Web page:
Refugees have been streaming into the Kurdish-controlled area of northern Iraq after what they say is a new wave of oppression.
People say they are leaving with whatever they can carry
Reports say hundreds of former residents of the northern city of Kirkuk have arrived in the area in the past few days.
They say Iraqi forces have been trying to root out any Kurdish opposition ahead of an American-led attack.
Kirkuk, at the centre of Iraq's most important northern oil fields, remains under government control while other mainly Kurdish areas nearby have gained virtual autonomy.
Correspondents say the city could be a key battleground in any war, as it is likely to be on the advance route if US troops enter from Turkey.
Iraq will want to hold on to its oil industry, while the Kurds have identified it as their preferred capital in any new Kurdish state.
Stories from fleeing refugees, which cannot be verified independently, appear to confirm that soldiers are fortifying positions in Kirkuk.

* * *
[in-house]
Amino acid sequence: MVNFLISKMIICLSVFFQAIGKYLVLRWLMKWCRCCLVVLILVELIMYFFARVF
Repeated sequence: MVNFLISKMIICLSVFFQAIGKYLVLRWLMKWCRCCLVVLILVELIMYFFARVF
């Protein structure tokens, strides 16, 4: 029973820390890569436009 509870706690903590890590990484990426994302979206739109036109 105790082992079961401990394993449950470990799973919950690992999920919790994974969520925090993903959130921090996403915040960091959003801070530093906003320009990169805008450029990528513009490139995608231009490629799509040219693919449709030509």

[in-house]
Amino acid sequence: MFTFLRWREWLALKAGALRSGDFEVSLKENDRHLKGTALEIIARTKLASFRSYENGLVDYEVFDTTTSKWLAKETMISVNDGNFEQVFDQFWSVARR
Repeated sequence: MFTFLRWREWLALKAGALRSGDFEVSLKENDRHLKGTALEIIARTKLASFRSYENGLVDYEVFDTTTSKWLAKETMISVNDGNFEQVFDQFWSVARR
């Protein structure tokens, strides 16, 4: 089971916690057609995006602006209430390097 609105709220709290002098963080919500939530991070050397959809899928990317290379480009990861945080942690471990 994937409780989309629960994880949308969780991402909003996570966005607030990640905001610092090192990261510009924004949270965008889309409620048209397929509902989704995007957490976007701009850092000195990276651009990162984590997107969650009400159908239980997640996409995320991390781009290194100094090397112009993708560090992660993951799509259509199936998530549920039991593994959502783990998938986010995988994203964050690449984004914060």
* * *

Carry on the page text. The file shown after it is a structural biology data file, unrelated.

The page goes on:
Saheed Said, who crossed into the Western protected Kurdish enclave with his wife and children a few days ago, said: "It's terrible - Saddam has turned it into a military camp."
Others say Iraqi authorities are desperate to find and stamp out any signs of dissent among the majority Kurdish population.
Many people are being arrested, they say.
So many people have crossed into the Kurdish enclaves in recent days that the authorities are setting up tent camps and asking people to give up their spare rooms for the refugees.
Resan Bahadi and her 12-year-old daughter were among those queuing in the hope of being allocated a space in someone's home. She said she had no option but to flee.
"We were so afraid - we decided we couldn't wait and had to leave right away," she said
"All I grabbed was a few clothes and one loaf of bread."